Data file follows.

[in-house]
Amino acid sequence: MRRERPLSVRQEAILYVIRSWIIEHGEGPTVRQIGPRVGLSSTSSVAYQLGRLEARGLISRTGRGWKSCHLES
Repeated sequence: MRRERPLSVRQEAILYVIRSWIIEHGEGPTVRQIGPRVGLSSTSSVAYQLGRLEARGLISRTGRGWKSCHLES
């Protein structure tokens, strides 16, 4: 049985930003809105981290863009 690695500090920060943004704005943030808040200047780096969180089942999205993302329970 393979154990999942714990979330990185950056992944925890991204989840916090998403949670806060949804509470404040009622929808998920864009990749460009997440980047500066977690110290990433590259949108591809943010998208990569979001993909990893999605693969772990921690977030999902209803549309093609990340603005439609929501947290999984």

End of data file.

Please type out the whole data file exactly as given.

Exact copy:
[in-house]
Amino acid sequence: MRRERPLSVRQEAILYVIRSWIIEHGEGPTVRQIGPRVGLSSTSSVAYQLGRLEARGLISRTGRGWKSCHLES
Repeated sequence: MRRERPLSVRQEAILYVIRSWIIEHGEGPTVRQIGPRVGLSSTSSVAYQLGRLEARGLISRTGRGWKSCHLES
């Protein structure tokens, strides 16, 4: 049985930003809105981290863009 690695500090920060943004704005943030808040200047780096969180089942999205993302329970 393979154990999942714990979330990185950056992944925890991204989840916090998403949670806060949804509470404040009622929808998920864009990749460009997440980047500066977690110290990433590259949108591809943010998208990569979001993909990893999605693969772990921690977030999902209803549309093609990340603005439609929501947290999984």